Ambidexterity is the state of being equally adept in the use of both left and right appendages (such as the hands). It is one of the most famous varieties of cross-dominance. People that are naturally ambidextrous are rare, with only one out of one hundred people being naturally ambidextrous. The degree of versatility with each hand is generally the qualitative factor in determining a person's ambidexterity.
The only thing I had trouble with was my cursive. It's like I completely never learned it. It was out of my brain. I couldn't read it and I absolutely couldn't write it. All the teachers deemed it as something I didn't NEED so we moved on. Thank God because it's totally lame anyways.
::Okay Samantha, back on track:: So basically the next few years are a blur. Mentally, my little brain did what it needed to do to block out the things I couldn't handle. There were times I couldn't handle the pain anymore. Phantom pain is just a bitch. It really is. You can't do anything for something that isn't there and that's enough to send anyone to the looney bin. For Real. It's a constant, 24/7, sensation. Except instead of sensation, it's 1700 needles poking you at the same time. The best description I have, is when your hand or foot has fallen asleep and it starts to get REALLY tingly. THAT. That is what I feel 24/7, to this day. It will never go away. I have learned to manage it, handle it, deal with it, get used to it, whatever you want to call it but it's def still there. Some days are worse than others. In the first year of feeling it, I developed nervous habits. I chewed the skin on my fingers. I pulled out my hair. I flicked my fingers non-stop. All things I had no idea I was doing until my parents had to physically stop me. It was intense.
The BEST thing that ever happened to me was that I got accepted to the Texas Scottish Rite Hospital for Children in Dallas. This is the greatest place on the planet, ya'll. It was my home away from home. It was the one place where I felt normal. No one looked at my funny, no one pointed, no one asked questions, it was legit. I LOVED IT. In the first few years, we were going there every month. I was taking some meds (appropriate for children) that needed to be monitored and I was getting my PT and OT there as well. It was WAY better than any therapy I did in Austin. My therapist taught me how to bake cookies from start to finish...pouring vanilla into a spoon, cracking an egg, stirring the bowl without it sliding every which way, it was my kinda therapy. I was actually willing to use my prosthesis.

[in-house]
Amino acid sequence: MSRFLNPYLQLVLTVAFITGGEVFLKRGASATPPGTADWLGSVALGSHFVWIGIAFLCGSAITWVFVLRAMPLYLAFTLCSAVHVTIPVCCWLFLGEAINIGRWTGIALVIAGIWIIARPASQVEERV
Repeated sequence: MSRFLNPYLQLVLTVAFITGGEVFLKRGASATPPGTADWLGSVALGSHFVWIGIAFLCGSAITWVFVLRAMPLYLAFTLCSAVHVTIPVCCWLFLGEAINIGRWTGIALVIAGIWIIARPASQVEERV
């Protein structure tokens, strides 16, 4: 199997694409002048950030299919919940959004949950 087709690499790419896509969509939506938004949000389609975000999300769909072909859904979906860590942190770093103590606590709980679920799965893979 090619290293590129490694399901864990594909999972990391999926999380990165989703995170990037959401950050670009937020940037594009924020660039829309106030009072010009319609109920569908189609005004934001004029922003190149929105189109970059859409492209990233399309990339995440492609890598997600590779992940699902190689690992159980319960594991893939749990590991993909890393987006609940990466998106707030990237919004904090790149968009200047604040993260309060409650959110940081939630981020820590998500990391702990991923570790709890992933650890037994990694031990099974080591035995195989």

A lot of my doctors there and the staff there were actually amputees or had some other type of handicap. They actually knew where I was coming from. I just can't put into words the love I have for them and that place. They were determined to get me back on the V-ball court. They special-made a volleyball prosthesis for me. It was a flat arm that allowed me to get back into the game. They even went as far as setting up a net and got a whole team together so I could practice. It was pretty great.
I went for 8 years. Got a total of 4 prosthetic arms made there, all of which were worn only a few times and then thrown into my closet. They were never any use to me. I adapted so quickly to the one hand that anytime I had the fake arm on, it was totally in the way. I never knew what to do with it, just hanging there. Also? I always felt far more noticeable and different when I was wearing them and people always noticed me more, which was something I didn't want. At all.
All these three hour trips to Dallas with my mom, really got us close. More like best friends. She was my saving grace. For eight years we made this trip. We stayed the night in hotels. We ordered pizza. We shopped. We cried. We def LAUGHED. It was actually some of the best moments of my life and they wouldn't have happened had I not been in the accident. For that reason alone, it makes everything I went through, worth it.
So WHO is the mystery guy?? How do I feel about all of this now? More to come my friends, more to come. I was ::this:: close to wrapping it all up here but I decided to elaborate more. Stay tuned and thanks for reading!
**If you are just now tuning in, you can read parts 1-3 here. Somehow they aren't listing in order so be sure to pay attention to the title, makes more sense that way. ;)